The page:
As thousands open their A-level results today, further education leaders have issued stark warnings about 16-19 funding.
Bill Watkin, the chief executive of the Sixth Form College Association, congratulated his members for delivering another year of outstanding results – but warned that such high standards would be hard to maintain without a serious increase in sixth-form funding in next month’s spending review.
“Additional investment is needed to keep key subjects on the timetable, offer a wide range of extra-curricular experiences, and provide the essential support activities that students need.
He pointed towards the education select committee’s plea to MPs to boost funding for colleges – and said that the government needed to wake up to the crisis so that young people could prosper.
Background: Your guide to reformed A levels
Live news: A-level results 2019
Range of options
David Hughes, chief executive at the Association of Colleges, praised FE colleges for offering students a wide range of options that allowed them to study part-time, or be flexible around other commitments.
However, he warned that the decline in A-level English, languages and music was worrying.
"We must begin to address the reasons for the continued year-on-year drop, as all provide valuable pathways to future careers and professions," he said.
Simon Ashworth, chief policy officer of the Association of Employment and Learning Providers, urged new prime minister Boris Johnson to keep his promises.
“Boris Johnson has promised more money and it needs to be pumped in quickly if he doesn’t want thousands of disaffected young people on his hands who are constantly being told that apprenticeships lead them to a bright future.
“AELP’s major concern is that employers would currently like to be offering them up to 25 per cent more apprenticeship opportunities if the funding was available and the shortage is being felt most outside the big cities,” he said.
Mr Johnson also sent out his best wishes to students – and said that the new government would focus on providing great apprenticeships for those who don’t go to university.
Education secretary Gavin Williamson said he was delighted to see the rise in pupils choosing science-related subjects.
“This is encouraging particularly as we look to boost science in this country and the skills we’ll need in the future,” he said.
Their comments come a day after the government caused a stir when a tweet from the Department for Education suggested that students had just three options: attend university, start an apprenticeship or enter the world of work – there was no mention at all about FE providers or FE colleges. Shadow FE minister Gordon Marsden said the omission was a "disgrace".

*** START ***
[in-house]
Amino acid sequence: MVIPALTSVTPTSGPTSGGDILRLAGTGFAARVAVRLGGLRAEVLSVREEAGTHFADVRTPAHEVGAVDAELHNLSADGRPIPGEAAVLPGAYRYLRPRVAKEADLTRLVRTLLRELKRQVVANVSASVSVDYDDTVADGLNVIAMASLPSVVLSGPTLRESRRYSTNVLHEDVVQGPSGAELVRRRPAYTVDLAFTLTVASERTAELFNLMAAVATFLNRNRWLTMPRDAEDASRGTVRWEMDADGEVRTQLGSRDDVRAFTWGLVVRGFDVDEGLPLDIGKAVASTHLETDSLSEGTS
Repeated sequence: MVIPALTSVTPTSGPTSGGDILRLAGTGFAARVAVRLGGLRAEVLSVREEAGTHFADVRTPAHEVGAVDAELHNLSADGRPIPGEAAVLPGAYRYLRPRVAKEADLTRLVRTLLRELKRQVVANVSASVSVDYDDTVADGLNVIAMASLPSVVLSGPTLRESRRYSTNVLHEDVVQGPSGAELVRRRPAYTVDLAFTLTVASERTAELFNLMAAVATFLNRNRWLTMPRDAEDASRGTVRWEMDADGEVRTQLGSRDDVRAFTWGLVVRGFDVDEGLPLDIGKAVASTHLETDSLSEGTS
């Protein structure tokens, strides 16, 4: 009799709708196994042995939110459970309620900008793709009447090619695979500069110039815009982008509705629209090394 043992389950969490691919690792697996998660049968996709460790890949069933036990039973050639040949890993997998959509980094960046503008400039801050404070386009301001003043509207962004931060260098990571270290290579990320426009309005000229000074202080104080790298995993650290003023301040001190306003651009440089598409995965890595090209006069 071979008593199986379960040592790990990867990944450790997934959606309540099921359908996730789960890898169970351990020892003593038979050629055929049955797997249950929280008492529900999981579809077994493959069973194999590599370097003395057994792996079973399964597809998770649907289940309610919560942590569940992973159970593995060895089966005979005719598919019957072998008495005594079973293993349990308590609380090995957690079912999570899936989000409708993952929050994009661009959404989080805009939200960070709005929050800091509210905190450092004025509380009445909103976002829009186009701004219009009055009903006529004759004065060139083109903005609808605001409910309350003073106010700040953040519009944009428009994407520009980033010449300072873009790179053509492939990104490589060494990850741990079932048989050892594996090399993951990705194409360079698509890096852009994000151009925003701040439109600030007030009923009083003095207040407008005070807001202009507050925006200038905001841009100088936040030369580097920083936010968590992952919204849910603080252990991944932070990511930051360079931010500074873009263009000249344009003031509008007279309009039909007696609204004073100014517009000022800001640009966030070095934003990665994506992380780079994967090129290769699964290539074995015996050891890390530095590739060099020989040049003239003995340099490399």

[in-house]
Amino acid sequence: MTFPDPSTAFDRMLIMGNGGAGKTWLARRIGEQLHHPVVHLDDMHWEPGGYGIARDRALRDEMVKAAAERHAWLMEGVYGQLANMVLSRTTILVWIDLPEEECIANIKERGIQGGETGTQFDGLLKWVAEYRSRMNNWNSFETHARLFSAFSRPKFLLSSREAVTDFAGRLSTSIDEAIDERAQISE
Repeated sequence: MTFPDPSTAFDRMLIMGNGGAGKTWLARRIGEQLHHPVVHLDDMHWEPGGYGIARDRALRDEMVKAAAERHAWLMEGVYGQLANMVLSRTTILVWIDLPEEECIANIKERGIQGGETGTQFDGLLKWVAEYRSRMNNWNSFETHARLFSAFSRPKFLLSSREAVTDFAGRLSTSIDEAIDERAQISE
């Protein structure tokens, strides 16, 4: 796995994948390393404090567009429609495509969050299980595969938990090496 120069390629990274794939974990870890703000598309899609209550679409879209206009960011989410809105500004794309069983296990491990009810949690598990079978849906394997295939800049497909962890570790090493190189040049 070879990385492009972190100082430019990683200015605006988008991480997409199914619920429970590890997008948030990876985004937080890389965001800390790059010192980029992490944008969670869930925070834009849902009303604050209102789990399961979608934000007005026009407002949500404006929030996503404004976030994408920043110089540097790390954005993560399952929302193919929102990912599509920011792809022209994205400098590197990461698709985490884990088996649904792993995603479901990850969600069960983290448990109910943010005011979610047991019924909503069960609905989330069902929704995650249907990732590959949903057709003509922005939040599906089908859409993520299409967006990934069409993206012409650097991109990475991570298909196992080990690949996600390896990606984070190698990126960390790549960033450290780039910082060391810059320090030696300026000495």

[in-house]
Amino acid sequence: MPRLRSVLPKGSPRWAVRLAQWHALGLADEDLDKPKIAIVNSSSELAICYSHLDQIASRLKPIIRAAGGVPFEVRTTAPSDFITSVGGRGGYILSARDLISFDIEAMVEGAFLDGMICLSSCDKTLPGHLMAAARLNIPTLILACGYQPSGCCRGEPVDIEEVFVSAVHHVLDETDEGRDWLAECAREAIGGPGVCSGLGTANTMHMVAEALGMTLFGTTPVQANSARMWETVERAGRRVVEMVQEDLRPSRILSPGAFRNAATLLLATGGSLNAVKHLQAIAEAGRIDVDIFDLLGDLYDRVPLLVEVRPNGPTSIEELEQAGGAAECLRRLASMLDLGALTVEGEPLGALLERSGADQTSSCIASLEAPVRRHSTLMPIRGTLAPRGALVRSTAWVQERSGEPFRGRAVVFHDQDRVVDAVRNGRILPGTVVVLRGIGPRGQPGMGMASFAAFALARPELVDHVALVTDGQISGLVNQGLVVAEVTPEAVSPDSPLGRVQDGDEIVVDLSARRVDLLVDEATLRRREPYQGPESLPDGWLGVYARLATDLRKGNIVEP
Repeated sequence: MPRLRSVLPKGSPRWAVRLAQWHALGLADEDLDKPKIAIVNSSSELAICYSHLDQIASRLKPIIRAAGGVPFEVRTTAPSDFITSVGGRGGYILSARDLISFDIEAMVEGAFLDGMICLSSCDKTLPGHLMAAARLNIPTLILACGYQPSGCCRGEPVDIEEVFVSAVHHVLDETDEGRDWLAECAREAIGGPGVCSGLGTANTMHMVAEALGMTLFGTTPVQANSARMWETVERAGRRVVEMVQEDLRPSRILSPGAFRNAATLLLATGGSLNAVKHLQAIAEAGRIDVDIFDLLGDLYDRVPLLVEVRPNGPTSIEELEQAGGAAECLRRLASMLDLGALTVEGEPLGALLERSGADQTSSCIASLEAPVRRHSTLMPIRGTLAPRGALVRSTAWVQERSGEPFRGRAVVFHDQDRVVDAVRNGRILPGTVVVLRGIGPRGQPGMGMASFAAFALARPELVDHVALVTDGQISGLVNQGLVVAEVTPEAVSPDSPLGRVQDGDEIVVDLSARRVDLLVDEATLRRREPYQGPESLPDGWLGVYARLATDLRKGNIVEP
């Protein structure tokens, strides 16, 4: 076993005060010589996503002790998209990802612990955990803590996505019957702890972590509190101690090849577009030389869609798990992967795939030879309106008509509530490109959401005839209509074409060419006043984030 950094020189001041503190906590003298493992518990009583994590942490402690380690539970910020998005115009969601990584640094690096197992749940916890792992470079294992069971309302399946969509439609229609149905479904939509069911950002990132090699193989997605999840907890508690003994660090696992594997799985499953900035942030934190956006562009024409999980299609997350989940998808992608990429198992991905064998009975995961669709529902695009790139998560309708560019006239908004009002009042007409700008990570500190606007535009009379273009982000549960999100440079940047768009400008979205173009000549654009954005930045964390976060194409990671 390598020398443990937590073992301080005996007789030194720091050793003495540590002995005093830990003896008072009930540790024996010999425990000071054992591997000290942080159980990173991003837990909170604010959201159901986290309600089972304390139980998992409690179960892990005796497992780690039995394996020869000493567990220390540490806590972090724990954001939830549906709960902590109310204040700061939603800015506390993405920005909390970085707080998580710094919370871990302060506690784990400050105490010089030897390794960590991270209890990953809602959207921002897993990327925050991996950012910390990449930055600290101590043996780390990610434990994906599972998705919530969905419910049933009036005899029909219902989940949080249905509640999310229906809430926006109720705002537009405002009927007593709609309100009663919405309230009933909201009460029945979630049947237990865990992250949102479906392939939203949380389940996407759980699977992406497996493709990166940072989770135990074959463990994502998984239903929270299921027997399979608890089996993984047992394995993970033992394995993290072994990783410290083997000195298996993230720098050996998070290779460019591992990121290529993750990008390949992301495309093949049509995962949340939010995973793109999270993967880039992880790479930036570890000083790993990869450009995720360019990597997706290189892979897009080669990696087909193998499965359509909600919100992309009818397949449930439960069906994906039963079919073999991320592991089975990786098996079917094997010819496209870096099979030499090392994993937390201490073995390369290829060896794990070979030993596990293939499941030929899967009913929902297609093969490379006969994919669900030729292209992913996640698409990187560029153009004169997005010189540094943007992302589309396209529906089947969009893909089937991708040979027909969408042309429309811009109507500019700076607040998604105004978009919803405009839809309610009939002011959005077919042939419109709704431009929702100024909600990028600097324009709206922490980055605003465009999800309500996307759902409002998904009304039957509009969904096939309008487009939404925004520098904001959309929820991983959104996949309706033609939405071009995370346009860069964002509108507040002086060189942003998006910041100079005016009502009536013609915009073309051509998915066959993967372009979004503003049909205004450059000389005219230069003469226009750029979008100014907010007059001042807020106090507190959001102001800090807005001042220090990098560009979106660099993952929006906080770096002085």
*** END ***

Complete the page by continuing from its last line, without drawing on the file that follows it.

The tweet was followed by an in-depth, passionate statement from Mr Williamson – who holds responsibility for the FE sector – about the importance of vocational education.
Juliana Mohamad Noor, the National Union of Students' vice president for further education, welcomed the news that the gap in entry to university between the least and the most advantaged has closed significantly, but urged that more needed to be done.
"If we hope to meet the OfS’ [Office for Students'] target of narrowing the entry gap at high-tariff providers in particular to a ratio of 2.8 to 1 by 2024-25, admissions reform alone will not be sufficient to solve this problem.
"These students require additional support to succeed throughout FE and in school and should have better opportunities to share how class impacts their educational experiences, and how this is exacerbated by the rising costs of entering higher education," she said.
A-level results day: the statistics
A* grades have dropped to a six-year low – just 7.8 per cent of all UK entries received an A*.
The overall pass rate remained unchanged, at 97.6 per cent.
More girls than boys achieved A*/A: 25.5 per cent of girls achieved grades of A and above, compared with 25.4 per cent of boys
Girls have also overtaken boys in entries for science A levels for the first time ever. Females accounted for 50.3 per cent entries in biology, chemistry and physics this year (50.3 per cent) and males for 49.7 per cent.
Spanish has overtaken French for the first time – the number of entries in Spanish increased by 4.5 per cent, however in French, entries fell by 4.1 per cent.
A-level entries in political studies have rocketed by nearly 10 per cent this year.
The number of English and maths A-level entries has dropped again.